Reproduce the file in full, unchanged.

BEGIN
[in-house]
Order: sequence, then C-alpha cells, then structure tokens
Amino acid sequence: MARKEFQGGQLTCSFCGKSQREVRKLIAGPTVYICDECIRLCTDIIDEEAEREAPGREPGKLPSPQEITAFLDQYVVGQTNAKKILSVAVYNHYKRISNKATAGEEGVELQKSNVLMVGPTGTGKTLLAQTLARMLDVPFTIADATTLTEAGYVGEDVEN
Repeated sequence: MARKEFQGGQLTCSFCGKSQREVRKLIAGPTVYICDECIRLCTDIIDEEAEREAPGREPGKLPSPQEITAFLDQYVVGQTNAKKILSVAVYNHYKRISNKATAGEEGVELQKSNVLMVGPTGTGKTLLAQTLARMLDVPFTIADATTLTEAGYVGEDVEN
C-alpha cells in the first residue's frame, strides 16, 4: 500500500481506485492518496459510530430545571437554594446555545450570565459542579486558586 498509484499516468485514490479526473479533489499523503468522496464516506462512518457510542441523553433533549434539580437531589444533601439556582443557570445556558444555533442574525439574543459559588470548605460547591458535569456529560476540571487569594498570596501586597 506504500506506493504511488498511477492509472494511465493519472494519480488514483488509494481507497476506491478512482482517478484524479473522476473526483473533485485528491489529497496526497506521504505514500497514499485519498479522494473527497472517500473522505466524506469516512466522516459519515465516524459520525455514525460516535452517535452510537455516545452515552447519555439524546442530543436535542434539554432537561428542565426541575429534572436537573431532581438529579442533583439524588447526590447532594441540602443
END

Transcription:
[in-house]
Order: sequence, then C-alpha cells, then structure tokens
Amino acid sequence: MARKEFQGGQLTCSFCGKSQREVRKLIAGPTVYICDECIRLCTDIIDEEAEREAPGREPGKLPSPQEITAFLDQYVVGQTNAKKILSVAVYNHYKRISNKATAGEEGVELQKSNVLMVGPTGTGKTLLAQTLARMLDVPFTIADATTLTEAGYVGEDVEN
Repeated sequence: MARKEFQGGQLTCSFCGKSQREVRKLIAGPTVYICDECIRLCTDIIDEEAEREAPGREPGKLPSPQEITAFLDQYVVGQTNAKKILSVAVYNHYKRISNKATAGEEGVELQKSNVLMVGPTGTGKTLLAQTLARMLDVPFTIADATTLTEAGYVGEDVEN
C-alpha cells in the first residue's frame, strides 16, 4: 500500500481506485492518496459510530430545571437554594446555545450570565459542579486558586 498509484499516468485514490479526473479533489499523503468522496464516506462512518457510542441523553433533549434539580437531589444533601439556582443557570445556558444555533442574525439574543459559588470548605460547591458535569456529560476540571487569594498570596501586597 506504500506506493504511488498511477492509472494511465493519472494519480488514483488509494481507497476506491478512482482517478484524479473522476473526483473533485485528491489529497496526497506521504505514500497514499485519498479522494473527497472517500473522505466524506469516512466522516459519515465516524459520525455514525460516535452517535452510537455516545452515552447519555439524546442530543436535542434539554432537561428542565426541575429534572436537573431532581438529579442533583439524588447526590447532594441540602443